Why do we talk of transitions only in time dependent perturbation theory when the eigen states are corrected even in time independent perturbation theory? If we can,for sake of argument,say : eigen states of the system in TIPT changes (get corrected) and so does state of the system before and after the perturbation ,from eigen state to another of the original Hamiltonian of the system in TDPT ,then why no transitions in latter .


In my answer attempt, I take a detour of analysing TIPT via TDPT to get the concept of transition.

With great care, I believe one can derive time independent perturbation theory from time dependent perturbation theory by considering a infinitely slowly varying perturbation. Starting at t=$-\infty$ with zero strength and reaching nominal strength at t=0. Infinitely slow perturbation keeps the system constantly in it's eigenstate, which was a ground state in this case. (See Gell-man and Low theorem) Only exception is that the perturbation changes the groundstate for example via un-avoided crossing of an excited state with a ground state (leading to a degenerate ground state). In other words, the system is perturbed adiabatically by keeping it constantly in its ground state. (Great care here excludes pathological cases such as degenerate ground state)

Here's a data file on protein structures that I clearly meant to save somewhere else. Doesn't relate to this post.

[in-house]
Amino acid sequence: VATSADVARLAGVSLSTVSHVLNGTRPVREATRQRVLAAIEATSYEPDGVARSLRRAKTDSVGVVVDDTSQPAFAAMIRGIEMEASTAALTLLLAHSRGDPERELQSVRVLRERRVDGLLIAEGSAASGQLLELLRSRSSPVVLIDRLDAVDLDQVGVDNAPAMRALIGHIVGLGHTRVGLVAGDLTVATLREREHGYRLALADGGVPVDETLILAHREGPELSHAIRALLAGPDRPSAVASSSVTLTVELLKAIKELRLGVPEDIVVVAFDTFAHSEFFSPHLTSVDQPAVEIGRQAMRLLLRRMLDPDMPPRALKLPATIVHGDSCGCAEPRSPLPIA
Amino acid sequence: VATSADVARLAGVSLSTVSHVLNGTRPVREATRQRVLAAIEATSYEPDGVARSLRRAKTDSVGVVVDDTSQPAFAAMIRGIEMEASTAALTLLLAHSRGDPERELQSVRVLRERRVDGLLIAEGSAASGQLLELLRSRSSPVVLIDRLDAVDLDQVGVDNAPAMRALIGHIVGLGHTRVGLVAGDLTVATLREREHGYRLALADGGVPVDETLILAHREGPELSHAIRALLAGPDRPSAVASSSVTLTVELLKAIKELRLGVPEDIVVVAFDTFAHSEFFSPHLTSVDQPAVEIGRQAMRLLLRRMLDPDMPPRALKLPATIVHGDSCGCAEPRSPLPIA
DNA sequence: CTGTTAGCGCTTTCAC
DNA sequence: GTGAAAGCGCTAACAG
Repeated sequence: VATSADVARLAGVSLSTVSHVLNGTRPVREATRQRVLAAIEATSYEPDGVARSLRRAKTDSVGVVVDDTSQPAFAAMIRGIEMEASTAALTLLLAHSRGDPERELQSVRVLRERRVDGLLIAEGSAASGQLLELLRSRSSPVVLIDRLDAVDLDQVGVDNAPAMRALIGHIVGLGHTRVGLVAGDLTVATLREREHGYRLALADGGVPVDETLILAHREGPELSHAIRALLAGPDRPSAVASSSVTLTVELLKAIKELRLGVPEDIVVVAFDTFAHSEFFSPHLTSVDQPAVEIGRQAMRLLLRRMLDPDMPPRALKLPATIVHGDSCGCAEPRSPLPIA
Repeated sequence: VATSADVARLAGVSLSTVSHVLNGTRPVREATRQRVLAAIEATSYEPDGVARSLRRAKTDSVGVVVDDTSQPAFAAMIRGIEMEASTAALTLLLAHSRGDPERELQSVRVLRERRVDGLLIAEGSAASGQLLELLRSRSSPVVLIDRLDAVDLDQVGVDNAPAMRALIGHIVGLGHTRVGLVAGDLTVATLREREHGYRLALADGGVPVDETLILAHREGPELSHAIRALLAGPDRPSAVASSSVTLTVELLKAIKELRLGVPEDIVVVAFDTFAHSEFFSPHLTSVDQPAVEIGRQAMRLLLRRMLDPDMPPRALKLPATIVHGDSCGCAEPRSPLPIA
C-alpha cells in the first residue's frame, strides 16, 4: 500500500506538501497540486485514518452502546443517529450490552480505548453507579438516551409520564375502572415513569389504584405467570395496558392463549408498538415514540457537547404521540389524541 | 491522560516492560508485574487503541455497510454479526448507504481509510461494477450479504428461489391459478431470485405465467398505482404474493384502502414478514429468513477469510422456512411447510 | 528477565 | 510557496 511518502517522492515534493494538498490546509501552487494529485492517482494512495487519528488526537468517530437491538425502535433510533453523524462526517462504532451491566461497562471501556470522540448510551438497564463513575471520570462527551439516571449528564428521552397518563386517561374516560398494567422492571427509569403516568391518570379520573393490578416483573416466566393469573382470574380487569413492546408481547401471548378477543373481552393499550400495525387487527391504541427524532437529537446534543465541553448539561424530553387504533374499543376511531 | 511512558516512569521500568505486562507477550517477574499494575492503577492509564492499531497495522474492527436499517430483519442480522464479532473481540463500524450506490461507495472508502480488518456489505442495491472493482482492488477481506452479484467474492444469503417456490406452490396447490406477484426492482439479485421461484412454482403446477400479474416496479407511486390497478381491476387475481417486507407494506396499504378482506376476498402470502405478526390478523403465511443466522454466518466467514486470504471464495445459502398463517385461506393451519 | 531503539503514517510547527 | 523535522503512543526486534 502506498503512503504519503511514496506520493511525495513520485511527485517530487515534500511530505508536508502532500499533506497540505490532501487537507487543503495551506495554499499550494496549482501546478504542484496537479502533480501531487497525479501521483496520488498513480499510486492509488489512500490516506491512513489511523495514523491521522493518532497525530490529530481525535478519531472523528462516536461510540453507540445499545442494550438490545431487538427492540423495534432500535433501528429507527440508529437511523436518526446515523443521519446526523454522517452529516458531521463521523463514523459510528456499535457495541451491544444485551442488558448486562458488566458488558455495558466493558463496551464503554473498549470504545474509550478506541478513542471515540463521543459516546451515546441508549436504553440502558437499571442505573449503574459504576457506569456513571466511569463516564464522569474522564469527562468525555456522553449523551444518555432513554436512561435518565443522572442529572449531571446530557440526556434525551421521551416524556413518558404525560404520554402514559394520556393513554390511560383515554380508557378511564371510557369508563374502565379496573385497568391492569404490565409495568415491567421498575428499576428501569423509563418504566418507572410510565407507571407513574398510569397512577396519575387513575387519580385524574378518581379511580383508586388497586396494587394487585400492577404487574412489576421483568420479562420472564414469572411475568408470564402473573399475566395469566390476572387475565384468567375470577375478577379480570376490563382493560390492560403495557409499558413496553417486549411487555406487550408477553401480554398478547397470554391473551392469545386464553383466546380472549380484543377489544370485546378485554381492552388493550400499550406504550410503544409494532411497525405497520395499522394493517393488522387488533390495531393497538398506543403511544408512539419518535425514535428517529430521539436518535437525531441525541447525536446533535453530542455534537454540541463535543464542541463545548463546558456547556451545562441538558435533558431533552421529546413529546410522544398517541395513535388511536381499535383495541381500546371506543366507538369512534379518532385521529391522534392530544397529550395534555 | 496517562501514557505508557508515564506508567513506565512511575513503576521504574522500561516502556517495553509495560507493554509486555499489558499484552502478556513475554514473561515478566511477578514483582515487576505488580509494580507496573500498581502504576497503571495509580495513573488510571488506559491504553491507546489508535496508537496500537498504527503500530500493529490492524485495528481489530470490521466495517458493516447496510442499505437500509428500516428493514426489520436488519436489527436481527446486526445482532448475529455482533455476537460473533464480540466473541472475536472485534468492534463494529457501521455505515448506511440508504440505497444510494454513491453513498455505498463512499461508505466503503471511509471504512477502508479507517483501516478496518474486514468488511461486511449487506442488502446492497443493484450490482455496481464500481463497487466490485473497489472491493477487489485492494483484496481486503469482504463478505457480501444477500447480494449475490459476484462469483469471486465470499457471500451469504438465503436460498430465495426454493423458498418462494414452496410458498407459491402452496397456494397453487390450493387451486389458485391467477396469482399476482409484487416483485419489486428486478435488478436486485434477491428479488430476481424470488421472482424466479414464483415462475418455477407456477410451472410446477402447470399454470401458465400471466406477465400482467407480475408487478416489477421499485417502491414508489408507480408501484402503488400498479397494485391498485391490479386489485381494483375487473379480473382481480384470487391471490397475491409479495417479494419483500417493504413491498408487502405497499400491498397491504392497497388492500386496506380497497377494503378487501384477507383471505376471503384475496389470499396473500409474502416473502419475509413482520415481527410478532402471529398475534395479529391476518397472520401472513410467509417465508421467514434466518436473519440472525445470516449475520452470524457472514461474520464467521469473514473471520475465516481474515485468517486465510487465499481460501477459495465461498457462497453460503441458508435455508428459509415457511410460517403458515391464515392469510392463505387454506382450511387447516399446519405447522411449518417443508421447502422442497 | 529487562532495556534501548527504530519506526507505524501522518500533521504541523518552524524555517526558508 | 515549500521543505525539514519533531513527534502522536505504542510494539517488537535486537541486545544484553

Transitions, on the other hand are defined as processes where system transfers from one eigenstate of the Hamiltonian to another. This requires a changing field as a perturbation (a field with a finite time derivate). But is discussed above, due to adiabatic perturbation, the system is constantly in its groundstate and no transitions occur by definition. To recapitulate, the reason why TIPT does not induce any transitions, is that it can be traced back to TDPT with infinitely slowly varying perturbation and an adiabatic process.

Edit: another way to see it: response function derived from TDPT does not have poles (indicating absorption, i.e. a transition) at zero frequency unless the system has a degenerate ground state. Therefore, no transitions can be induced by infinitely slowly moving field. And if the ground state is degenerate, the adiabatic assumption will fail and that is a different story then.


Your Answer

By clicking “Post Your Answer”, you agree to our terms of service, privacy policy and cookie policy

Not the answer you're looking for? Browse other questions tagged or ask your own question.